On the other side of the spectrum, there are people who have waited for change for so long that they are demoralized by the pace of current reforms. Mr. Vakarchuk stated that this is a paradoxical situation in which distrust thrives. Youth is driven to distrust because of lack of education and restricted thinking, meanwhile the elderly are so accustomed to the lack of expertise in their leaders that anyone who comes forward with fresh ideas is looked upon with toxic skepticism.

The next step in social progress is to dry out the brushwood in order to light the fire to create new energy. That can only be achieved through the enlightenment of a society. Mr. Vakarchuk encourages the idea of Ukrainian students going abroad and studying at western universities not only to become professionals in a certain field but to become enlightened. “I don’t think that Columbia or Yale know how to write formulas better than Lviv, or Kyiv, or Kharkiv University,” he said, it is just the idea that the educational process being provided here is more suitable for bringing this new kind of leadership that is practical and consistent.

This new type of leadership should spark the energy that is necessary for Ukraine, along with the conditions of the right time and the right circumstances to propel prosperity, he noted. The fear is that in this age of globalization, the resources of the world will not be able to sustain every country if they experience rapid development. However, if Ukraine does not keep up with the patterns of development of the rest of the world, it will fall behind.

Mr. Vakarchuk’s message attracted a variety of Ukrainian students, professionals and community leaders to this event.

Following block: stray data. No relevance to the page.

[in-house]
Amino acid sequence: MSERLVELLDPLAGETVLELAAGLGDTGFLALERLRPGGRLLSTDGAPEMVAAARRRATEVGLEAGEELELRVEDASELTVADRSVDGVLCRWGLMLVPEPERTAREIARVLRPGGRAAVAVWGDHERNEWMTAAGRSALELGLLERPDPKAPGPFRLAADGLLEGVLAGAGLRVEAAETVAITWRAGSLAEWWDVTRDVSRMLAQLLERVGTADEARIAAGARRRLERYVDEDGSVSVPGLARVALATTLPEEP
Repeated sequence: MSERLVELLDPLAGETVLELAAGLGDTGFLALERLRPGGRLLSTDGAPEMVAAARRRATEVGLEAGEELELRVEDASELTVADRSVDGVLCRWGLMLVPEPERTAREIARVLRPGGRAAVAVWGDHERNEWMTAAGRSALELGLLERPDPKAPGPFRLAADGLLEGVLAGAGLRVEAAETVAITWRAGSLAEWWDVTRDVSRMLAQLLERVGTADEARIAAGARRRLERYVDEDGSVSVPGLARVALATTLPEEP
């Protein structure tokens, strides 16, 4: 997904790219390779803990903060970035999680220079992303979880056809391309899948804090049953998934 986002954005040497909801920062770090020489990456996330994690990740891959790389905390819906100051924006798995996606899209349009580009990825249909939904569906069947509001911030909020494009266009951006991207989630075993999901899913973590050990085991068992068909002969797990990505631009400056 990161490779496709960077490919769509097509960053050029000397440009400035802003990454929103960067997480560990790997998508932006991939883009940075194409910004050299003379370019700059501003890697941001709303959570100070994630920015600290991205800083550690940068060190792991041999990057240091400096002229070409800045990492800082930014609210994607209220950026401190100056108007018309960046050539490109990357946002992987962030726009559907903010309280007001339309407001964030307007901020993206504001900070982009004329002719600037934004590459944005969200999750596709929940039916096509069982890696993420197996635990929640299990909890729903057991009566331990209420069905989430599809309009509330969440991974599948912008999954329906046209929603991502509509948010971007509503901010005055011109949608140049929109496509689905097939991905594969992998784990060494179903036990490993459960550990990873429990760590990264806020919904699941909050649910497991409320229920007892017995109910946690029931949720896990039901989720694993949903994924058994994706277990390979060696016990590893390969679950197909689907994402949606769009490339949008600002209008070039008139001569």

Shea Servidio, a sophomore majoring in international studies, said she grew up being a fan of Mr. Vakarchuk’s music through her connection to the Ukrainian community around Rockaway, N.J. When she found out that he was lecturing, she was enticed to attend. “It’s the fact that he’s an artist, because that’s what he is, and he’s not a politician. So, nothing that he says will ever be one-sided or something you want to say ‘Excuse me that’s wrong!’ to either direction… and you just want to listen more.”

Olena Lennon, an adjunct professor of political science at the University of New Haven, had attended Mr. Vakarchuk’s Columbia lecture a month prior and was motivated to come back. Ms. Lennon recounted, “I just remember being very inspired and I just had so many ideas… what impressed me the most is his ability to energize people, to inspire people and to put things in motion. And that is the kind of energy I am attracted to, that the world lacks sometimes.”

The process of improving Ukrainian society will not be something one revolution can automatically accomplish. It is a gradual process in which all building blocks of society must be amended to establish a society that Ukrainians envision themselves inhabiting in the future. According to Mr. Vakarchuk, this can be achieved when young talented Ukrainians can get a Western education so that they can come back with new ideas and bring about change in their home country. The Ukrainian diaspora can also assist in this crucial process by setting up programs and new initiatives for advancing the quality of education in Ukraine, as well as facilitating the education of young people in North America. Only then can civil society yield the progress it yearns to carry out, he said.